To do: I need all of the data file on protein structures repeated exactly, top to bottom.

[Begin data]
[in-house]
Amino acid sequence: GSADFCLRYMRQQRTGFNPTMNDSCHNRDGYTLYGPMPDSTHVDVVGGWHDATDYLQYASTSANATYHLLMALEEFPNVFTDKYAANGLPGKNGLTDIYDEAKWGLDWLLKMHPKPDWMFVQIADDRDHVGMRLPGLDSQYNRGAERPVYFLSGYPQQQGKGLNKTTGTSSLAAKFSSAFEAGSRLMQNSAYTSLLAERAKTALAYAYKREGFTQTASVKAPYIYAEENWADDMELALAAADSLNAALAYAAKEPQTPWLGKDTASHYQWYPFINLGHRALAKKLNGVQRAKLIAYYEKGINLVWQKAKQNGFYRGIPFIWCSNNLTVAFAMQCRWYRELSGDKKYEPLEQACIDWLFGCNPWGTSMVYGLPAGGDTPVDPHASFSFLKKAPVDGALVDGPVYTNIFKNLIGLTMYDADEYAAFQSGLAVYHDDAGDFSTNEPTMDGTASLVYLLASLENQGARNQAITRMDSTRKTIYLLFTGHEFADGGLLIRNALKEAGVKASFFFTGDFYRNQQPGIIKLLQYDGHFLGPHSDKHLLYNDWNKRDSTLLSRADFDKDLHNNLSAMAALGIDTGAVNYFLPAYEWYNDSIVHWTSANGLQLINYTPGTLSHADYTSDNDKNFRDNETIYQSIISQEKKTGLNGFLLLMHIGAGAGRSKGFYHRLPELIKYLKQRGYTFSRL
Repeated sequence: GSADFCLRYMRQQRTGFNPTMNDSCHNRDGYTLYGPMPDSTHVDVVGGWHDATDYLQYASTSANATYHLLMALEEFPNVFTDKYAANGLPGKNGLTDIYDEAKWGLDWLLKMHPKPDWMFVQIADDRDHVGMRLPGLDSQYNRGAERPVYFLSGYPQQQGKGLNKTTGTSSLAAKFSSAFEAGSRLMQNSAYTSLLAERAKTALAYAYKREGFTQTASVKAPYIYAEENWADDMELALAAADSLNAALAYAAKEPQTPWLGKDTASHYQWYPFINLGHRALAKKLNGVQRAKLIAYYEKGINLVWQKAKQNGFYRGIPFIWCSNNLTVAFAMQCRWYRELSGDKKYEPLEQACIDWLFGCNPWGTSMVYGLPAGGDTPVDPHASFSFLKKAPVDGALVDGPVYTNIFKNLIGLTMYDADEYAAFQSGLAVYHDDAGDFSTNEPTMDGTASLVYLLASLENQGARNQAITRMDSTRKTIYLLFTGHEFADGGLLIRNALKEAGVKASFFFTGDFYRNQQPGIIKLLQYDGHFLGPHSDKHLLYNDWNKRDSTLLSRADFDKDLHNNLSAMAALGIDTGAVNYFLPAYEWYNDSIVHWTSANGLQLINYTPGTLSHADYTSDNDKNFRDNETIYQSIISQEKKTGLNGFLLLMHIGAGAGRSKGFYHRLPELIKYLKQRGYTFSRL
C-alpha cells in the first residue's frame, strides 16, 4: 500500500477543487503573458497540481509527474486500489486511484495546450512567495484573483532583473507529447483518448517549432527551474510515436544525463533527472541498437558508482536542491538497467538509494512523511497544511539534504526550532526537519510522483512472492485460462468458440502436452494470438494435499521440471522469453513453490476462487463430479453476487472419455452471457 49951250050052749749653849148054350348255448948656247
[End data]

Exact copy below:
[in-house]
Amino acid sequence: GSADFCLRYMRQQRTGFNPTMNDSCHNRDGYTLYGPMPDSTHVDVVGGWHDATDYLQYASTSANATYHLLMALEEFPNVFTDKYAANGLPGKNGLTDIYDEAKWGLDWLLKMHPKPDWMFVQIADDRDHVGMRLPGLDSQYNRGAERPVYFLSGYPQQQGKGLNKTTGTSSLAAKFSSAFEAGSRLMQNSAYTSLLAERAKTALAYAYKREGFTQTASVKAPYIYAEENWADDMELALAAADSLNAALAYAAKEPQTPWLGKDTASHYQWYPFINLGHRALAKKLNGVQRAKLIAYYEKGINLVWQKAKQNGFYRGIPFIWCSNNLTVAFAMQCRWYRELSGDKKYEPLEQACIDWLFGCNPWGTSMVYGLPAGGDTPVDPHASFSFLKKAPVDGALVDGPVYTNIFKNLIGLTMYDADEYAAFQSGLAVYHDDAGDFSTNEPTMDGTASLVYLLASLENQGARNQAITRMDSTRKTIYLLFTGHEFADGGLLIRNALKEAGVKASFFFTGDFYRNQQPGIIKLLQYDGHFLGPHSDKHLLYNDWNKRDSTLLSRADFDKDLHNNLSAMAALGIDTGAVNYFLPAYEWYNDSIVHWTSANGLQLINYTPGTLSHADYTSDNDKNFRDNETIYQSIISQEKKTGLNGFLLLMHIGAGAGRSKGFYHRLPELIKYLKQRGYTFSRL
Repeated sequence: GSADFCLRYMRQQRTGFNPTMNDSCHNRDGYTLYGPMPDSTHVDVVGGWHDATDYLQYASTSANATYHLLMALEEFPNVFTDKYAANGLPGKNGLTDIYDEAKWGLDWLLKMHPKPDWMFVQIADDRDHVGMRLPGLDSQYNRGAERPVYFLSGYPQQQGKGLNKTTGTSSLAAKFSSAFEAGSRLMQNSAYTSLLAERAKTALAYAYKREGFTQTASVKAPYIYAEENWADDMELALAAADSLNAALAYAAKEPQTPWLGKDTASHYQWYPFINLGHRALAKKLNGVQRAKLIAYYEKGINLVWQKAKQNGFYRGIPFIWCSNNLTVAFAMQCRWYRELSGDKKYEPLEQACIDWLFGCNPWGTSMVYGLPAGGDTPVDPHASFSFLKKAPVDGALVDGPVYTNIFKNLIGLTMYDADEYAAFQSGLAVYHDDAGDFSTNEPTMDGTASLVYLLASLENQGARNQAITRMDSTRKTIYLLFTGHEFADGGLLIRNALKEAGVKASFFFTGDFYRNQQPGIIKLLQYDGHFLGPHSDKHLLYNDWNKRDSTLLSRADFDKDLHNNLSAMAALGIDTGAVNYFLPAYEWYNDSIVHWTSANGLQLINYTPGTLSHADYTSDNDKNFRDNETIYQSIISQEKKTGLNGFLLLMHIGAGAGRSKGFYHRLPELIKYLKQRGYTFSRL
C-alpha cells in the first residue's frame, strides 16, 4: 500500500477543487503573458497540481509527474486500489486511484495546450512567495484573483532583473507529447483518448517549432527551474510515436544525463533527472541498437558508482536542491538497467538509494512523511497544511539534504526550532526537519510522483512472492485460462468458440502436452494470438494435499521440471522469453513453490476462487463430479453476487472419455452471457 49951250050052749749653849148054350348255448948656247